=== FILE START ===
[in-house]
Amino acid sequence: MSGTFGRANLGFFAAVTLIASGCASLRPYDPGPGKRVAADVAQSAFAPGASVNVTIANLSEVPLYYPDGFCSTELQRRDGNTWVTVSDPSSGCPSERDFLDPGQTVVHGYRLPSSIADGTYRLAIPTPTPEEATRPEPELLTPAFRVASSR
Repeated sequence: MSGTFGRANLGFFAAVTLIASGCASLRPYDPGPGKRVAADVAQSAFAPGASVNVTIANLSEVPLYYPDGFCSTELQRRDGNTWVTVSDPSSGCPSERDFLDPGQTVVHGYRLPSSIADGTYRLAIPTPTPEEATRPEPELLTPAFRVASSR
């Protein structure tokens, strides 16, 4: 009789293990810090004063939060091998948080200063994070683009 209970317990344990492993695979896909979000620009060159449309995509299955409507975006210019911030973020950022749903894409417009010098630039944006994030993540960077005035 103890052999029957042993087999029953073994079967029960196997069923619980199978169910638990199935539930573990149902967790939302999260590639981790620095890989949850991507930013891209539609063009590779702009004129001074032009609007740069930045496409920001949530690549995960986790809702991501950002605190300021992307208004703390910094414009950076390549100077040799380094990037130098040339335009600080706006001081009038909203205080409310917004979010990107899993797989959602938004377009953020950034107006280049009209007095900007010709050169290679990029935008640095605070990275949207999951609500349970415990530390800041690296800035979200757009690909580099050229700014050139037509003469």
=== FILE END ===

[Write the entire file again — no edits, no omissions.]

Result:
[in-house]
Amino acid sequence: MSGTFGRANLGFFAAVTLIASGCASLRPYDPGPGKRVAADVAQSAFAPGASVNVTIANLSEVPLYYPDGFCSTELQRRDGNTWVTVSDPSSGCPSERDFLDPGQTVVHGYRLPSSIADGTYRLAIPTPTPEEATRPEPELLTPAFRVASSR
Repeated sequence: MSGTFGRANLGFFAAVTLIASGCASLRPYDPGPGKRVAADVAQSAFAPGASVNVTIANLSEVPLYYPDGFCSTELQRRDGNTWVTVSDPSSGCPSERDFLDPGQTVVHGYRLPSSIADGTYRLAIPTPTPEEATRPEPELLTPAFRVASSR
């Protein structure tokens, strides 16, 4: 009789293990810090004063939060091998948080200063994070683009 209970317990344990492993695979896909979000620009060159449309995509299955409507975006210019911030973020950022749903894409417009010098630039944006994030993540960077005035 103890052999029957042993087999029953073994079967029960196997069923619980199978169910638990199935539930573990149902967790939302999260590639981790620095890989949850991507930013891209539609063009590779702009004129001074032009609007740069930045496409920001949530690549995960986790809702991501950002605190300021992307208004703390910094414009950076390549100077040799380094990037130098040339335009600080706006001081009038909203205080409310917004979010990107899993797989959602938004377009953020950034107006280049009209007095900007010709050169290679990029935008640095605070990275949207999951609500349970415990530390800041690296800035979200757009690909580099050229700014050139037509003469």